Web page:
Harmful algal blooms (HABs) occur when certain colonies of algae grow out of control, consuming most of the oxygen in an area of water and sometimes producing large amounts of toxins that are dangerous for people and animals. Unfortunately, HABs have been on the rise in bodies of water across New York State in recent years—arriving earlier in the year, sticking around later, and blooming more severely. While the reasons why this is occurring are complex and still being studied, we know that climate change is a factor.
HABs aren’t just dangerous to human health when we physically encounter them in the water. When HABs bloom in bodies of water that are used for municipal drinking water supplies, they also threaten drinking water safety. Beyond the threats to human and animal health, HABs can harm the marine economy and force beaches to close. For all of these reasons, New York State is taking the threat of HABs very seriously and has been working to both better understand the causes of HABs and develop better techniques for combating them.
Recently, the State deployed experimental technologies on Lake Neatahwanta to fight HABs. Lake Neatahwanta, located near the city of Fulton in Oswego County, is often used for recreational activities such as swimming, boating, and fishing. The lake has experienced large HABs each year between May and October since at least 2012, and recent lake water quality data indicates that the lake is eutrophic with high levels of nutrients, algae, and toxins.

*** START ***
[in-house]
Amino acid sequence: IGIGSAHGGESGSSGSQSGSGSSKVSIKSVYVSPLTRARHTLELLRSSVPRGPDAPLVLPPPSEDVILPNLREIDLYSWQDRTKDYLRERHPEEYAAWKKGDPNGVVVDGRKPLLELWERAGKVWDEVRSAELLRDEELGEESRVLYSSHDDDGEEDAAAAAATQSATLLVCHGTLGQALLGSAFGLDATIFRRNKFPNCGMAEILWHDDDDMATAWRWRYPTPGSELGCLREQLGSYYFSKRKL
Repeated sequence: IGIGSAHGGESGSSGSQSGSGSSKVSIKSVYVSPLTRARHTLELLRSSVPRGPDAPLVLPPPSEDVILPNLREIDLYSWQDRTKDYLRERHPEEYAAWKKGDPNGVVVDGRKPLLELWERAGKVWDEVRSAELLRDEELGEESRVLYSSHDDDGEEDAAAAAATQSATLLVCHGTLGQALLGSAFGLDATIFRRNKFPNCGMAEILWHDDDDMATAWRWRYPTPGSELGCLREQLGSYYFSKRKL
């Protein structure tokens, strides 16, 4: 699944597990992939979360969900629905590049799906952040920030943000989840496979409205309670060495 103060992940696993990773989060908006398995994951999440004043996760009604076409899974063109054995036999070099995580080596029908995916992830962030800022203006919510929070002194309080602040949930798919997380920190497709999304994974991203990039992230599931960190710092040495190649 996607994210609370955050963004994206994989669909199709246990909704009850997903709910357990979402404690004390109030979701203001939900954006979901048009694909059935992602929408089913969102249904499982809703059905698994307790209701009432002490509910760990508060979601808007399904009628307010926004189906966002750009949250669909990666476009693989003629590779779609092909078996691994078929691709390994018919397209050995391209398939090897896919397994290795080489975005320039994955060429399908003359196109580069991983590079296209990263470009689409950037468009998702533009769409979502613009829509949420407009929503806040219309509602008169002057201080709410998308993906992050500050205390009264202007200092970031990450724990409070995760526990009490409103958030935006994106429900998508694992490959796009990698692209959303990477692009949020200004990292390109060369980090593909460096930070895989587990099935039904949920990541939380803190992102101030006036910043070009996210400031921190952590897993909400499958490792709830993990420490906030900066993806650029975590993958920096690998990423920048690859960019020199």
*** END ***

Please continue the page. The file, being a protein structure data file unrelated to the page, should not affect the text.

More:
These new technologies are being piloted by the SUNY College of Environmental Science and Forestry (ESF) and Clarkson University, the co-leads of the State’s Center of Excellence in Healthy Water Solutions. Clarkson’s technical and engineering expertise and ESF’s experience in environmental monitoring and watershed ecosystem management have created a unique and well-balanced partnership that can holistically tackle the problem of HABs. SUNY ESF has developed electrochemical oxidation filtration systems while Clarkson has developed hydrodynamic cavitation with hydrogen peroxide.
The Department of Environmental Conservation expects that these technologies will move from prototype status to full-scale deployed mechanisms by the end of the summer, moving New York closer to achieving clean water for all. If these technologies are successful in New York, they can be exported to help other states address their own problems with HABs and continue New York’s national environmental leadership.